Thanks to the election laws in Nevada, you can vote early in the Silver State. Read on to learn about how early voting works and what you need to know about voting before Election Day in Reno and Washoe County.
What Is Early Voting?
Early voting is a process whereby we can cast our ballots, in person, during specified periods before both primary and general elections. Ballots so cast are counted with those tallied on Election Day. Since moving to Nevada, I have early voted for almost every election and can attest to the ease and convenience of the process. Imagine a government service actually designed to accommodate the citizenry and you've got early voting.
Nevada is one of 34 states offering early, in person voting, and one of 32 permitting early voting without an excuse. Just show up at one of the polling places and cast your ballot.
Who Can Vote Early?
All registered voters are eligible to vote early if they choose to do so. Early voting is for you if you can't, or don't want to, go to your specified polling place on June 12 (2012 primary election) or November 6 (2012 general election). With early voting, you have a 14 day window prior to each Election Day during which to vote, and you can do so at numerous locations.
When Is Early Voting?
Primary Election - Early voting begins on May 26, 2012, and ends on June 8, 2012. Early voting will be available throughout Reno and Sparks, and in Incline Village on Lake Tahoe's north shore. Here is a list of locations where you can vote early. To vote in the 2012 primary election, you must be registered to vote ahead of time. Refer to How to Register to Vote in Reno and Washoe County for details about procedures and deadlines.
General Election - Early voting begins on October 20, 2012, and ends on November 2, 2012. Early voting will be available throughout Reno and Sparks, and in Incline Village on Lake Tahoe's north shore. Here is a list of locations where you can vote early. To vote in the 2012 general election, you must be registered to vote ahead of time. Refer to How to Register to Vote in Reno and Washoe County for details about procedures and deadlines.
Early Voting is Not Absent Voting
Early voting must be done in person. It is not the same as casting an absent, or absentee, ballot. Written absent ballot requests must be received by 5 p.m. on the Tuesday prior to Election Day. To be counted, the completed absent ballot must be in the Registrar of Voters office by 7 p.m. on Election Day. Go to the Washoe County Registrar of Voters website to learn about obtaining and casting an absent ballot. For questions about obtaining an absent ballot, call (775) 328-3670.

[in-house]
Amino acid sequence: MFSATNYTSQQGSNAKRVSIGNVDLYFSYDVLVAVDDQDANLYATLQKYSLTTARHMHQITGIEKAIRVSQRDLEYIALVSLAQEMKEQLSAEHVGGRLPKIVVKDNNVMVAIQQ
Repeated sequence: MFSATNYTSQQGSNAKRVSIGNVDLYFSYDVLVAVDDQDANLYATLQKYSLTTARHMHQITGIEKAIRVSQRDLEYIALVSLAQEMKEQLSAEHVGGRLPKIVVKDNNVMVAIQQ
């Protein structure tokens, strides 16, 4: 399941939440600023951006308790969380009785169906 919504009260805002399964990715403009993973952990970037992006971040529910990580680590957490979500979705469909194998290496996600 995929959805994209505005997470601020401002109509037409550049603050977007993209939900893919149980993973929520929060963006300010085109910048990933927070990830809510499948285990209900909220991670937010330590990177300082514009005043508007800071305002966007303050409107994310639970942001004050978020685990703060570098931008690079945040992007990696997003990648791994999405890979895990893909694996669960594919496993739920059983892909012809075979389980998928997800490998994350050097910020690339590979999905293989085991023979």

Register To Vote
You must register in order to vote. At this point, Nevada only provides online voter registration for residents of Clark County (Las Vegas area). The system will be expanded to include the entire state at some point, but a schedule had not been announced. You can register in person at Nevada DMV offices, any state welfare agency, and county clerk / registrar of voters offices. In Washoe County, mail your application to Registrar of Voters, 1001 E. Ninth St., P.O. Box 11130, Reno, NV 89520-0027, or present it in person. Mailed applications must be postmarked no later than the 31st day (Saturday) prior to Election Day. Refer to How to Register to Vote in Reno and Washoe County for details about procedures and deadlines.
If you have any concerns about whether or not you are registered to vote, check the Washoe County Voter Registration Status website. By simply entering your last name and birth date, you can make sure you are actually registered and that your information is correct. This is vital should your right to vote be challenged.
Nevada Primary Elections are Closed
A closed primary election is one in which voters are only allowed to vote for candidates from their own party, as well as those in nonpartisan contests. For example, a registered Democrat will receive a ballot with the various Democratic primary candidates, plus those running for nonpartisan offices and ballot questions applicable to his or her precinct. Nevada recognizes two major political parties (Republican and Democrat) and two minor parties (Independent American and Libertarian). If you are registered to vote as anything other than a Republican or Democrat, your ballot will only show nonpartisan office candidates and ballot questions applicable to your precinct.
In the general election, however, voters may vote for all candidates and questions on the ballot regardless of the party affiliation under which they are registered.
Information from the Washoe County Registrar of Voters for the 2012 Elections
- Washoe County Registrar of Voters
- 2012 Primary Candidates
- 2012 Offices Up for Election
- Washoe County Voter Registration Statistics
- Nevada Voters' Bill of Rights
- About Becoming an Election Worker
- Find Your Voter Registration Status
Source: Washoe County Registrar of Voters.